In recent years, RSS seemed to have become stale, with little new developments around it. It’s been available on just about every blog and there seem to have been considerable consolidation around Google Reader as a consumption platform. There have been a few other tools, like FlipBoard that have done a good job of presenting data from RSS feeds into their systems. Even so, there has been little news and little that is really new around RSS.
The problem with RSS has been that there has not been a very good discover-and-follow mechanism that allows people to easily find and then start following the content from an RSS feed. There have been RSS feed icons and various buttons and tools that people have added to their blog so that you can easily follow that particular RSS feed using a specific tool or platform but nothing that is truly open and works with all platforms and is one-click easy-to-use. It has been so easy to Friend, Like, Follow or +1 things with newer tools that RSS has really taken a back seat.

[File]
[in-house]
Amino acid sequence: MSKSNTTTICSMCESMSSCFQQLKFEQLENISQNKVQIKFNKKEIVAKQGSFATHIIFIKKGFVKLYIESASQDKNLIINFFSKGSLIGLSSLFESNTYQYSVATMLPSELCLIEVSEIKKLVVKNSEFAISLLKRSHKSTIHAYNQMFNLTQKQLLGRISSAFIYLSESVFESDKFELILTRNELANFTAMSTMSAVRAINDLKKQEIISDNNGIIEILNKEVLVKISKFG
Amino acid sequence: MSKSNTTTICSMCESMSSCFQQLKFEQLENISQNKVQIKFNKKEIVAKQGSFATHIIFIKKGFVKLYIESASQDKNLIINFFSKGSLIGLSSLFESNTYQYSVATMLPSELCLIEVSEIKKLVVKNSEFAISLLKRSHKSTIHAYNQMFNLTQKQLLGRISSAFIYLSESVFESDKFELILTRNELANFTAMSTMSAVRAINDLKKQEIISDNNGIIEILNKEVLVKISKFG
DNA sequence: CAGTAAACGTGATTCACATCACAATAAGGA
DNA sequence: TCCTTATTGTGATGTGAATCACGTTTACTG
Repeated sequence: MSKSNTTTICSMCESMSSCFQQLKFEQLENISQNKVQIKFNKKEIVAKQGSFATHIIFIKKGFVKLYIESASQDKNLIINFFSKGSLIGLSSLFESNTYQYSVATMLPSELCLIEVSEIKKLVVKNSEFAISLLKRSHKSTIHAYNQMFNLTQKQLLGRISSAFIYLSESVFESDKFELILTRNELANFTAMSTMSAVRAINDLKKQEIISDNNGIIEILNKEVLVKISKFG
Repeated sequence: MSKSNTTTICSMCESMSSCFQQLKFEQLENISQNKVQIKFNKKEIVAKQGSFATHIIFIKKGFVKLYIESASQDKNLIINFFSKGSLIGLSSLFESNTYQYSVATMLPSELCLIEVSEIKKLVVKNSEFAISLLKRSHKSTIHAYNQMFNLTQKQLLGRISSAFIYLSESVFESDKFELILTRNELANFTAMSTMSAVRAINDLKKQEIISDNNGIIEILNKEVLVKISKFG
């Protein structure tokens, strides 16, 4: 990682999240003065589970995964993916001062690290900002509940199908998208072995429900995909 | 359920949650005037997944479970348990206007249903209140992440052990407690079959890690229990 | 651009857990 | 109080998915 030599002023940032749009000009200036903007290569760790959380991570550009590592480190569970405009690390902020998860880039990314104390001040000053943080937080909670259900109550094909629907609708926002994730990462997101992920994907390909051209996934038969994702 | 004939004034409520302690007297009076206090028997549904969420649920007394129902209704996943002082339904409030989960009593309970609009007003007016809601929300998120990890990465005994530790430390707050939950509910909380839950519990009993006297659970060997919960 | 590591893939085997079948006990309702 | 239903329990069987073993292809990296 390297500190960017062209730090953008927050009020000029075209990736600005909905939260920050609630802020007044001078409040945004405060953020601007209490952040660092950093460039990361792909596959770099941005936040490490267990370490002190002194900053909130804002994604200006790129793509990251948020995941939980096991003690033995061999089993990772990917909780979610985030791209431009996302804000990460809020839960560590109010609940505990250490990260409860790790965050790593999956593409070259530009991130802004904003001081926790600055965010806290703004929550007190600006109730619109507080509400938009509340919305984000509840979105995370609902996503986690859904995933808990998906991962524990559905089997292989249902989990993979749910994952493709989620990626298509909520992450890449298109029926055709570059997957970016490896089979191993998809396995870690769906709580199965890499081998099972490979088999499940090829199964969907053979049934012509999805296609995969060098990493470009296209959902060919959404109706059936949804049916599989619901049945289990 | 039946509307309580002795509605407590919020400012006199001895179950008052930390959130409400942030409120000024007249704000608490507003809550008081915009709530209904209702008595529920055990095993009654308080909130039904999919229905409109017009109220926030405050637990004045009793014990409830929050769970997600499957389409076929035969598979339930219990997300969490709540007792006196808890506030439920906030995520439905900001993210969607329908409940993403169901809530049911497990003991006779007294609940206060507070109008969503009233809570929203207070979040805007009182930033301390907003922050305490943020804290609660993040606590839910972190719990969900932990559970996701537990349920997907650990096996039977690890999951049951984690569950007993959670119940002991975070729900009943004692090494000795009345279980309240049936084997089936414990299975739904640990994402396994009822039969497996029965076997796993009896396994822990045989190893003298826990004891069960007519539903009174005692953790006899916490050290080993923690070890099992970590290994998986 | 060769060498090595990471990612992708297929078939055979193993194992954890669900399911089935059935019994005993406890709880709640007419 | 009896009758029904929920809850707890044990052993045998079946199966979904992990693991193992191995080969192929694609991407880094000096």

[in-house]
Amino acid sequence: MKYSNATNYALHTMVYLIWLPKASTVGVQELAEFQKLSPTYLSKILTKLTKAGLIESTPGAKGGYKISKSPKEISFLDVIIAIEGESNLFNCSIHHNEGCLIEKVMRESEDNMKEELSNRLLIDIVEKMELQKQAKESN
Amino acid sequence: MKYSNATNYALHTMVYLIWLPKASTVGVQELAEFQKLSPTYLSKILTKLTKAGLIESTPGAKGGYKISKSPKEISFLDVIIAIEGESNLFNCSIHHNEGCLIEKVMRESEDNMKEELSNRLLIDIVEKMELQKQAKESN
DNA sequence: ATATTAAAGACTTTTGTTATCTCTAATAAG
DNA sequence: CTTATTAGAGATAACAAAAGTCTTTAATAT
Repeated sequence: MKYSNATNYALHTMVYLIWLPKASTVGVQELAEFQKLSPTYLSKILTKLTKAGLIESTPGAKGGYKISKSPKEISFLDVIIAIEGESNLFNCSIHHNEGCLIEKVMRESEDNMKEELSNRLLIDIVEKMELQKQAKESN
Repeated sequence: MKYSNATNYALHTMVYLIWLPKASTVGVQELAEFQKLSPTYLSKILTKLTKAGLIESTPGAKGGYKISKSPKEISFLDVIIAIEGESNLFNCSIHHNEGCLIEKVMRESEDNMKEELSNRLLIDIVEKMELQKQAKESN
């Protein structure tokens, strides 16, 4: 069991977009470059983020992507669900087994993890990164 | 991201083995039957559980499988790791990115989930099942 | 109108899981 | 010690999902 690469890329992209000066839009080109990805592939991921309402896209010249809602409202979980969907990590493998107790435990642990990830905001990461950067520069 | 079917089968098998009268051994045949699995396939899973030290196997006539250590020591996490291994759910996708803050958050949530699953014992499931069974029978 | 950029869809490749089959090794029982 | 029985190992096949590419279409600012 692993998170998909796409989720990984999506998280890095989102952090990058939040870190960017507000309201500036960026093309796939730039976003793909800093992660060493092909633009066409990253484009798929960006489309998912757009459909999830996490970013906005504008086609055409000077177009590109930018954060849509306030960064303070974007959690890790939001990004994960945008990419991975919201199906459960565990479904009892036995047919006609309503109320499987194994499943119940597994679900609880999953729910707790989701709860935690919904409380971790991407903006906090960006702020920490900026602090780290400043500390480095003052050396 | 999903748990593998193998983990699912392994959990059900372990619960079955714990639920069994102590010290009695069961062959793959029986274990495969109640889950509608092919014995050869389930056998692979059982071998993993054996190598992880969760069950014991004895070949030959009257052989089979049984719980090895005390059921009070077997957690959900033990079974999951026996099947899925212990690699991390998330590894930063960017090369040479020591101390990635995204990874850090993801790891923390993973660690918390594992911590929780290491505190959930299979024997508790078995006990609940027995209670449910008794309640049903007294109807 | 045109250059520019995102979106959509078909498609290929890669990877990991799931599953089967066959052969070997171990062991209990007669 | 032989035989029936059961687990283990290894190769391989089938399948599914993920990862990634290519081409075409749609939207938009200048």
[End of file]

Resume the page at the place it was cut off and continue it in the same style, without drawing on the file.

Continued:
Google’s announcement that they will shut down Google Reader on July 1, 2013 and the firestorm that followed shows us two things:
This suggests that there is an opening to push for more open, federated systems for distributing information. Maybe with some updated or new protocols to better compete with the silos that Google, Facebook, Twitter, etc. are trying to force us into.